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Charlotte announces historic name change, will go back to Bobcats next season

"We heard the fans, and listened," owner Michael Jordan said Wednesday morning.

Sam Sharpe-USA TODAY Sports

In a move that will undoubtedly be well received by fans new and old, owner Michael Jordan, along with President Fred Whitfield and general manager Rich Cho, announced that starting next season, the team would change its name back to the Bobcats.

"We felt this was something we had to do," said Jordan. "The Bobcats name holds such a historic and sentimental value to the city of Charlotte, and with the rest of the NBA community. With the success we had last season, and that season in 2010, returning to our roots made a lot of sense."

Whitfield, who joined the front office staff in 2006, echoed Jordan. "I've been here since 2006. Back then, there was a lot of pride in the name, and hope for the future. We want to re-capture that with this name change."

The Bobcats formed in 2004, after the original Hornets moved to New Orleans. Known for occasionally playing the Los Angeles Lakers tough, the Bobcats left an instant impression on the league.

"I have this metallic orange Emeka Okafor jersey" said Parker Smith, a sophomore at UNC Charlotte. "I wear it to music festivals and stuff. I didn't realize they had changed the name, so going back to the Bobcats is pretty cool."

Other fans agreed.

"Frankly, I'm relieved," said Thomas Wright, of Concord. "I bought my son a Lance Stephenson Bobcats jersey from TJ Maxx for his birthday, only to find out later that Stephenson never played for the Bobcats, so this works out really well."

At Wednesday morning's press conference, Jordan and Whitfield both agreed that fan support for a name change played a strong part in bringing the Bobcats name back. Citing a grass roots campaign started by former managing editor Ben Swanson called, "Bring Back the Bobcats," Jordan explained that, "The movement really touched me. The photo (see below) really showcased the best parts of the Bobcats. Brevin Knight, the video game Primoz Brezec, those guys were heroes to a lot of fans. It was time we honored them again."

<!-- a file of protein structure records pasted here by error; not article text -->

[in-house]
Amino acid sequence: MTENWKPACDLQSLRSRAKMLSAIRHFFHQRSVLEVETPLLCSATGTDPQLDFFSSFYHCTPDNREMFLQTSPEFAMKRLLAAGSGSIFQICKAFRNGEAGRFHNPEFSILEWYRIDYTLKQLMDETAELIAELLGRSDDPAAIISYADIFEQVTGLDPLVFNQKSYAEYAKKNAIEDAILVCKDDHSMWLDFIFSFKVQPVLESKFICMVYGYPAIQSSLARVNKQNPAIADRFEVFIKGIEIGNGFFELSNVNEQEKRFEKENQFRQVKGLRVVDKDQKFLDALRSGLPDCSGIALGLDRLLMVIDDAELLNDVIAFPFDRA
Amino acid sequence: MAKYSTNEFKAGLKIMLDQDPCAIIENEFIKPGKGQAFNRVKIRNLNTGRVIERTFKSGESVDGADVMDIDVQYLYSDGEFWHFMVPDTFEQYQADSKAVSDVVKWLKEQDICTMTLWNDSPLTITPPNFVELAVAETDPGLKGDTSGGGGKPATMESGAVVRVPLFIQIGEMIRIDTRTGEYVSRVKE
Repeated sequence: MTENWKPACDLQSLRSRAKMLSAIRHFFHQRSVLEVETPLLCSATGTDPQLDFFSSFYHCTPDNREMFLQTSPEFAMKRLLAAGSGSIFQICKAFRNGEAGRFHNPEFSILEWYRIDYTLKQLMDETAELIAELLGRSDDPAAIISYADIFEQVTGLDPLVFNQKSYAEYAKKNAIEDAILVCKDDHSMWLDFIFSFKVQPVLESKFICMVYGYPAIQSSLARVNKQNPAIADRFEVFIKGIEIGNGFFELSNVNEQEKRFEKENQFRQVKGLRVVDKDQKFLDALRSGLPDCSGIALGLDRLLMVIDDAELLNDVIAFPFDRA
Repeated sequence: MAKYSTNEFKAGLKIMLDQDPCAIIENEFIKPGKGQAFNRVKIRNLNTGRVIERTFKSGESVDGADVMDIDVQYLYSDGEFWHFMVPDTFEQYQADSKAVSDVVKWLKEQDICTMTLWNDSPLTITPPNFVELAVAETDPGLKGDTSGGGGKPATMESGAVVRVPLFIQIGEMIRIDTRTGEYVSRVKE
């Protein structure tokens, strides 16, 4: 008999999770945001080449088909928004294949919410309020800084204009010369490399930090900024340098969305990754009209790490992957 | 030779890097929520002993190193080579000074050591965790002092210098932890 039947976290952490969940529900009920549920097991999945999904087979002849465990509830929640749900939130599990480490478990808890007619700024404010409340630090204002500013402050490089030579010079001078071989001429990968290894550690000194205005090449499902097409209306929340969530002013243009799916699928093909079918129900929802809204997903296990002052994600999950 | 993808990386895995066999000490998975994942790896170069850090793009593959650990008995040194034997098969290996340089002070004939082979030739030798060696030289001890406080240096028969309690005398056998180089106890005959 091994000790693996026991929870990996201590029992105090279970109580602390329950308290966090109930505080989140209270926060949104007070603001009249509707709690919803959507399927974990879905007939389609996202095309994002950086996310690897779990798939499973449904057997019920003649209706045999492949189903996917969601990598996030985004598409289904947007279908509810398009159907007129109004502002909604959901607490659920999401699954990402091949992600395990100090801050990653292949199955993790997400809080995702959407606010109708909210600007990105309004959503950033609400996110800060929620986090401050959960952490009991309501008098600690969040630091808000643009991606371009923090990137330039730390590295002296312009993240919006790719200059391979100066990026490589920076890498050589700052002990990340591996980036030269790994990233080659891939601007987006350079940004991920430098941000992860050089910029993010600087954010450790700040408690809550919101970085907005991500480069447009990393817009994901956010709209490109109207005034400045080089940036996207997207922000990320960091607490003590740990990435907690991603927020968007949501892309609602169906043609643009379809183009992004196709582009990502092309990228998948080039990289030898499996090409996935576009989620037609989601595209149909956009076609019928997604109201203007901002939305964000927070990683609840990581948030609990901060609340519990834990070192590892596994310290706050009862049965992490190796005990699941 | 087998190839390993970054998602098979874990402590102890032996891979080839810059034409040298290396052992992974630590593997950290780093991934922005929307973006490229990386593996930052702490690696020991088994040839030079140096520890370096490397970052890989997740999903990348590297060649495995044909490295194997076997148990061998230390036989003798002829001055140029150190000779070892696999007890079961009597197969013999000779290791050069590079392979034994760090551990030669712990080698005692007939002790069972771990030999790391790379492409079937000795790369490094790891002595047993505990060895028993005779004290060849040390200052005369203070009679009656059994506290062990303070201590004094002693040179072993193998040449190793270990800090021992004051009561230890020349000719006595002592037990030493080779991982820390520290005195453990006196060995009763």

When asked if this campaign to change the name back to the Bobcats was as big as the one to change the name to the Hornets, Whitfield nodded, adding, "I've had so many people tell me how much they missed Rufus. I had no idea he was so popular."

Jordan repeatedly stressed the success the team had as the Bobcats. "In 2010, we made the playoffs. In 2014, we made the playoffs. In 2008, we almost made the playoffs. Fans long for that kind of success again, and we feel going back to the name associated with that success will generate a buzz within the team and the city."

Former Bobcats players and coaches from around the world weighed in on the decision. "I'm thrilled," said Byron Mullens, who just finished up his first season in China. "I tell people I played in the NBA for the Bobcats, and they don't believe me. I show them my jersey and highlight tapes on YouTube, and they just shake their head and call me a liar. Well I'm not a liar."

"I won 44 games with that team," said former Bobcats, and current head coach of SMU, Larry Brown. "44 games. That's most in franchise history. I built that team, got them to the playoffs, and then they fired me next season. Ridiculous."

The name change will go into effect immediately upon seasons end. Whitfield expects it to be a smooth process. "We have all the old logos stored in a closet here in the arena, so it shouldn't be hard to put them all back up." Asked if the team would reveal a new logo, jersey, or color scheme, Whitfield said, "Probably not. In fact, we're going to go back to the metallic orange from the early years. Those jerseys didn't get enough credit. In fact, they were ahead of their time, as was the Bobcats name. I think this name change shows the NBA how serious of a team we are, and sets us up to be a one of the most noticeable teams for NBA fans worldwide."